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And yes that is the best pic I managed to get of the front. This was the second attempt to photograph these and I’m not doing a third so this is what we have.

But back to the clothes. Thanks to Lara’s post, among others, I knew that the Sutton blouse ran large. Which is a good thing since my bust measurement is 3 cm bigger than the largest size. Of course this had to be a bit of a guess since I couldn’t find finished garment measurements anywhere. This is my pet peeve with patterns.

So I effectively went down one size and I added 3 inches since I am taller than the 5’5″ the pattern is drafted for. And I don’t know that either were the right choice.

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I could definitely go smaller. Although I don’t know that I would want to go an entire size smaller in the hips. Which would then mean that I would be going from a 16 out to an 18 at the hips. Which would be weird because generally I go down a hip size compared to my bust.

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And with the 3 inches added to the length, I made a deeper hem, 1 inch turned twice, instead of the recommended 5/8″ (if I remember correctly). Anyway I probably could have made it the length as drafted and it would have been fine.

I followed the instructions during construction except for two points. I used store bought bias binding instead of making my own. This was purely as I now have enough fabric left for another top so I was just being miserly with my fabric. Which I forgot to mention is rayon bought for the princely sum of just over one dollar a metre from a pop-up fabric sale. The yoke is local black cotton which is why the sleeves stand out a little.

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UPDATE I thought I should include a better view if the fabric and my nearly pattern matched centre front seam. I didn’t attempt to pattern match – I don’t know why because it wouldn’t really have been that difficult.

One change I did make was to also use French seams on the side seams. The pattern has French seams everywhere else but then a ‘normal’ seam with the finish of your choice on the side seams. I presume this is because French seams are slightly more complicated with the side slits. But this pattern is listed as Intermediate so I do think they should have included French seams everywhere. It just seemed such a pity to have zigzagged side seams but I would probably feel differently if I had an overlocker.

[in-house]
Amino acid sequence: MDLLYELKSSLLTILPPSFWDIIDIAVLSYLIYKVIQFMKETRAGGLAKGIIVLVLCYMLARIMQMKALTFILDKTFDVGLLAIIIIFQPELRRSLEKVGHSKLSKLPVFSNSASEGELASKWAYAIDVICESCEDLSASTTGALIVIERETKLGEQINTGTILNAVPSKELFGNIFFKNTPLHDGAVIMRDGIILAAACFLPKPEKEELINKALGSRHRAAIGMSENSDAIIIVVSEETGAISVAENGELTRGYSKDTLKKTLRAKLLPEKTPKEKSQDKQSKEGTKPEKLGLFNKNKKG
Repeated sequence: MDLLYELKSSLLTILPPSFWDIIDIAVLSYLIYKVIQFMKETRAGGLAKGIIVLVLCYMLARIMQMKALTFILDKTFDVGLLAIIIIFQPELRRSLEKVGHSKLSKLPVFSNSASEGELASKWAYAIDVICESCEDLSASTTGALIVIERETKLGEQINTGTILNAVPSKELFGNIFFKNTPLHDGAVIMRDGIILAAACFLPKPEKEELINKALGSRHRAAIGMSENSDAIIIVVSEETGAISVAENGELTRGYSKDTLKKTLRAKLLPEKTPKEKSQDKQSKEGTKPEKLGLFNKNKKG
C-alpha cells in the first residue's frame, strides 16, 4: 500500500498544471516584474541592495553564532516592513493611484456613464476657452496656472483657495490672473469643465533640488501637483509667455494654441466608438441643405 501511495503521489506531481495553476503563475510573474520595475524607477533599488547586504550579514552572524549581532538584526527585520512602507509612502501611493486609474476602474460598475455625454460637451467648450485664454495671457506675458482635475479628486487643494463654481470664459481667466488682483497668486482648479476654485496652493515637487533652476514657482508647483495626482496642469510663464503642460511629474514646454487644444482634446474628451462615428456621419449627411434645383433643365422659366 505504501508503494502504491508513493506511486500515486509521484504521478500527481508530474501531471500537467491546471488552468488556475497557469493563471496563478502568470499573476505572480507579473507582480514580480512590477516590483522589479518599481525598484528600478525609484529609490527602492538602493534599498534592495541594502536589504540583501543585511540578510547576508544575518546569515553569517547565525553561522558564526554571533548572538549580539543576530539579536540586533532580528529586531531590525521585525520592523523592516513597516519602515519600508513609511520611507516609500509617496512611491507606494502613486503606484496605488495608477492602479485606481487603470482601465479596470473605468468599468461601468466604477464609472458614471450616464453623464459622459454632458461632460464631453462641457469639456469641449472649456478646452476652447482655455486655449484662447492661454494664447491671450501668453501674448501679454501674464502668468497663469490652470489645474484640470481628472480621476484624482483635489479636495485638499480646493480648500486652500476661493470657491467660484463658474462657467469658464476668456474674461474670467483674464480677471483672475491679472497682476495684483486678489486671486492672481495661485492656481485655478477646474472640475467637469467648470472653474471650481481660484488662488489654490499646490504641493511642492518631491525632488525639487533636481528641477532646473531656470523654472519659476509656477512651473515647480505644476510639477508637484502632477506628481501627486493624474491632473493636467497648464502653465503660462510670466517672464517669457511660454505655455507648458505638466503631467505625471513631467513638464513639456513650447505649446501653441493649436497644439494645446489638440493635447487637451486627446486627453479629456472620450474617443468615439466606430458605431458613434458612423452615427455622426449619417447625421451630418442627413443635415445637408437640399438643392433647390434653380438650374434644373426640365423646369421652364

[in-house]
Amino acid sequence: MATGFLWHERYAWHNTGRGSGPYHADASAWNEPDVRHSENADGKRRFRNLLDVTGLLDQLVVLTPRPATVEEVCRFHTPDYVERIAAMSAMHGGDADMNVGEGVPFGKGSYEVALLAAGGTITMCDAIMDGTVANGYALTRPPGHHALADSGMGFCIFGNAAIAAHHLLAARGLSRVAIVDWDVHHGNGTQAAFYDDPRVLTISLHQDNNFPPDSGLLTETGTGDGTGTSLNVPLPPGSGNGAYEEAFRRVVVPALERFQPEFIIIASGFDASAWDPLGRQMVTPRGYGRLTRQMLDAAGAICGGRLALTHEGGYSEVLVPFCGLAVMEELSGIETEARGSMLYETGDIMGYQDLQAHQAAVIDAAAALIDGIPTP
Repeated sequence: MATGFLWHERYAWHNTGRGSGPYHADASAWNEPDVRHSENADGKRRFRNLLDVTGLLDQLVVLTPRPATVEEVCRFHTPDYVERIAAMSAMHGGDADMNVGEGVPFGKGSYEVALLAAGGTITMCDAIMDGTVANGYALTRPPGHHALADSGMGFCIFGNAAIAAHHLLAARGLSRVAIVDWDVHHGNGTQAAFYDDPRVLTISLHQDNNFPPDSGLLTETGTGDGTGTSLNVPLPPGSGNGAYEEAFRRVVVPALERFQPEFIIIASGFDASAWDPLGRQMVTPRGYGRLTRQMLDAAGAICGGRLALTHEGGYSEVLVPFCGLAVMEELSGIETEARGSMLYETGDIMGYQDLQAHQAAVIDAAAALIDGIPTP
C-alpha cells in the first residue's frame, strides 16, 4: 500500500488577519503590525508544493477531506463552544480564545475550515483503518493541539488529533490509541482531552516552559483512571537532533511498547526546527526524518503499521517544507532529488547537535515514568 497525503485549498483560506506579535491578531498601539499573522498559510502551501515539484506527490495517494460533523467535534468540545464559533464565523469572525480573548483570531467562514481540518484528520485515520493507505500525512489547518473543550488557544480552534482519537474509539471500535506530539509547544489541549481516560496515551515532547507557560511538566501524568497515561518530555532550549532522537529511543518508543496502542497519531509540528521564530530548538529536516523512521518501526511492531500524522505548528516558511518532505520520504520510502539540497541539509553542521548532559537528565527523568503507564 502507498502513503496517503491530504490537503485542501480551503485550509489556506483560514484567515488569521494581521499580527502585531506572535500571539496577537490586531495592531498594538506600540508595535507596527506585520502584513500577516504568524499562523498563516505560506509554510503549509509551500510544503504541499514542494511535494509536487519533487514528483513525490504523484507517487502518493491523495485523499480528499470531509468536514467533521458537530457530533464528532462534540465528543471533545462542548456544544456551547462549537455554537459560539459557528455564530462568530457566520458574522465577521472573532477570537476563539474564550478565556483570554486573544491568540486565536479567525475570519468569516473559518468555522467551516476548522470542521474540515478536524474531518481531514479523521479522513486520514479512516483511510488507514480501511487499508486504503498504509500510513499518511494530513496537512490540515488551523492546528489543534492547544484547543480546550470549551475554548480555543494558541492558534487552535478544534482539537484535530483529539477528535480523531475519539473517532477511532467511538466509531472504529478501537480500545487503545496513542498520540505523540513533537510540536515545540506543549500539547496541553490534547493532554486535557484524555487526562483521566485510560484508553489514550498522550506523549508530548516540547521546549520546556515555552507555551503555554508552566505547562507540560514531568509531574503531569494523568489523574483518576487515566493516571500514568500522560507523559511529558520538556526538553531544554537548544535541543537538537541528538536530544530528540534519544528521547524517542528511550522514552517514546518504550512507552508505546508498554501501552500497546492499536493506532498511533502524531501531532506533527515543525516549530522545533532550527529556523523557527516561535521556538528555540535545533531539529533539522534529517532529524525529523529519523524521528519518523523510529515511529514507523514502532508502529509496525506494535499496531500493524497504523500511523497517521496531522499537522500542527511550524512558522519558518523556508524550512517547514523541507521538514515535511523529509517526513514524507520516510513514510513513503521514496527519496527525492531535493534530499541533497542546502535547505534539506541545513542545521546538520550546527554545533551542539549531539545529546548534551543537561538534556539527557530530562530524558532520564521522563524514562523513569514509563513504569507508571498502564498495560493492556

Anyway, I used this excellent tutorial from Handmade By Carolyn. I thought I remembered that she had done this with French seams but the only one I could find  was for Flat felled seams with slits. But the principle is the same and it works well.

I know I don’t sound overly enthusiastic but I do like this. It’s exceedingly comfortable and looks good with jeans and shorts. There will be more once I ponder the sizing some more. Which brings me nicely to my jeans.

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I made another pair of jeans from the Flat Bottomed Flo pattern. Not that you can see anything of them in these pictures.

This time I used black denim which is a little less stretchy than my first pair. This is a good thing. They fit really firmly when first on but soon relax and fit fabulously. The blue denim pair tend to get a little large after a couple of wears, while these hold up better. Mind you that does mean that I’ll be able to wear the blue denim pair for longer as that bit of room makes them much cooler

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UPDATED A close up of the pockets and yoke topstitching. I used grey cotton thread which isn’t quite topstitching thread but works well. The pockets are smaller than my first pair but now I think they are too busy. And don’t mind the dodgy bartacks, I am going to add rivets to the top corners when I get some the right colour.